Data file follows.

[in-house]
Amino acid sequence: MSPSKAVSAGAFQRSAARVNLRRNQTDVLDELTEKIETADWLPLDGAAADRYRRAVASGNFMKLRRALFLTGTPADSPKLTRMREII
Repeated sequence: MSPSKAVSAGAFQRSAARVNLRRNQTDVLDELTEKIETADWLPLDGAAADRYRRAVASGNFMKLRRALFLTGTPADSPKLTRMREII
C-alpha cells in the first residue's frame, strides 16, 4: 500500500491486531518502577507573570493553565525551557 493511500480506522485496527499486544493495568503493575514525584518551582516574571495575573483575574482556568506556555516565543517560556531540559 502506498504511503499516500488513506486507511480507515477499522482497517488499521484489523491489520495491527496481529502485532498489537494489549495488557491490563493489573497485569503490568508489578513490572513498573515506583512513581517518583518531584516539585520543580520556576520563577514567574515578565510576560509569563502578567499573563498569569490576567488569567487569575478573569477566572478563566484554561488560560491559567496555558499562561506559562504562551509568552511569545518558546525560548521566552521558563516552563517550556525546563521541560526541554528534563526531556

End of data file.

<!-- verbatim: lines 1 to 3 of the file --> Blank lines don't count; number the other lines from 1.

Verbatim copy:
[in-house]
Amino acid sequence: MSPSKAVSAGAFQRSAARVNLRRNQTDVLDELTEKIETADWLPLDGAAADRYRRAVASGNFMKLRRALFLTGTPADSPKLTRMREII
Repeated sequence: MSPSKAVSAGAFQRSAARVNLRRNQTDVLDELTEKIETADWLPLDGAAADRYRRAVASGNFMKLRRALFLTGTPADSPKLTRMREII